To cover all this, we are extremely grateful to have as our guest editor this month Gary Feather (Chief Technology Officer at NanoLumens and a highly experienced industry veteran).  Gary developed his own Frontline Technology article titled, “Elemental Evolution of Digital-Signage Components,” to give us a clear picture (pun intended) of the trends and recent technical innovations making this recent wave of digital signs possible, along with some of the most interesting new embodiments in this space.

We also have a Display Marketplace feature from Todd Fender with IHS Technology Group, titled “New Directions for Digital Signage and Public Displays,” to help fill in the story from the business side.  As I said earlier, the numbers are worth talking about, as the total global sales forecast for public displays is forecasted to grow from 3 million units in 2015 to near 4.5 million units in 2019.  Now, if this does not sound like very much volume, just consider that this translates to a market size near US$10 billion, made up mainly by large-sized LCD panels and even larger-sized direct-view LED displays.  This market is big enough that major LCD manufacturers are taking notice and developing special industrial-grade high-performance panels just to support this application.  Many parts of the supporting eco-system are growing rapidly as well to deliver content and to provide new materials and methods for packaging, installation, maintenance services, etc.  It is clear why the SID Symposium program committee identified digital signage as a special topical area for Display Week 2016.  This is a business and technology market poised for a lot of growth in the coming years.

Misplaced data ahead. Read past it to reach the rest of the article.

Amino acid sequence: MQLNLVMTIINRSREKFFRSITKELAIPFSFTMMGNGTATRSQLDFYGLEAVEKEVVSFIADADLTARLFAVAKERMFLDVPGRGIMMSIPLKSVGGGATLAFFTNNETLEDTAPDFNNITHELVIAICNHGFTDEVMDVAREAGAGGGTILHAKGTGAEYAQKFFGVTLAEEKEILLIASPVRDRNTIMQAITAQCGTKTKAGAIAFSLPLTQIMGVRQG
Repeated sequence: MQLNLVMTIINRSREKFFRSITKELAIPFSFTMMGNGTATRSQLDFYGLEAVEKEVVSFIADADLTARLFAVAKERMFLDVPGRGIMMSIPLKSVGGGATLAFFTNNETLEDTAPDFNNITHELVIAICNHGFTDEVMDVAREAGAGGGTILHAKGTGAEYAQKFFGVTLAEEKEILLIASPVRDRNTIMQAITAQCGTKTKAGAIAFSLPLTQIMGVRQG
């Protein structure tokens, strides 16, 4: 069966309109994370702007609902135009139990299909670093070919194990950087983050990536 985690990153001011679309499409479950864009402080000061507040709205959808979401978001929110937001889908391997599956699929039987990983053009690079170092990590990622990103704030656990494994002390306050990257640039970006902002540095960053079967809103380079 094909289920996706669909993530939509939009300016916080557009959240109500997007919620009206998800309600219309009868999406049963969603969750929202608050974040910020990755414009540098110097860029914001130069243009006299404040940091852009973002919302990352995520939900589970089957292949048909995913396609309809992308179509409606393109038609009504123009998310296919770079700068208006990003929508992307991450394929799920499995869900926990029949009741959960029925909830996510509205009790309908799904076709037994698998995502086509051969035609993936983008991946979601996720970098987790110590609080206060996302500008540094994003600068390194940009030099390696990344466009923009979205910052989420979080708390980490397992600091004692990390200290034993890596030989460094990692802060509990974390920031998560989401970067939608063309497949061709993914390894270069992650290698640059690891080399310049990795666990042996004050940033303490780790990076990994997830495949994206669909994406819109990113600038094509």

Our other important technical focus area this month is Display Materials, and specifically we are talking about ways to make active-matrix backplanes either from oxide TFTs or possibly from a new type of switching device called an amorphous-metal non-linear resistor (AMNR), which is described as “… a two-terminal device that employs amorphous-metal thin films to create highly uniform tunnel junctions for regulating current–voltage performance.”  Guest Editor and SID Fellow John Wager (Professor at the School of EECS at Oregon State University) joins us again this month first to update us on the latest advances in oxide-TFT research with his Frontline Technology article, “Oxide TFTs: A Progress Report.”  This is a great update to a technology gaining wide-ranging acceptance that we have been covering with John’s help for several years now.

But next, we hear from authors Sean Muir, Jim Meyer, and John Brewer, all with a new entrant company called Amorphyx, describing their development of AMNR devices in their Frontline Technology article, “Amorphous-Metal Thin Films Enable Ultra-High-Definition Display Backplanes.”  A common theme in both articles is the emphasis on making switching devices from amorphous rather than polycrystalline thin films for several critical reasons, including stability, uniformity, and ultimately scalability to very-large panel sizes including those needed to make some of the incredibly large (> 80-in.) LCD panels being sold now for TVs and digital signs.  John Wager explains all the details about this as well in his Guest Editorial, “Amorphous? Again??” I hope you will find it as helpful as I did in putting all this new activity around oxide-film research into the proper context.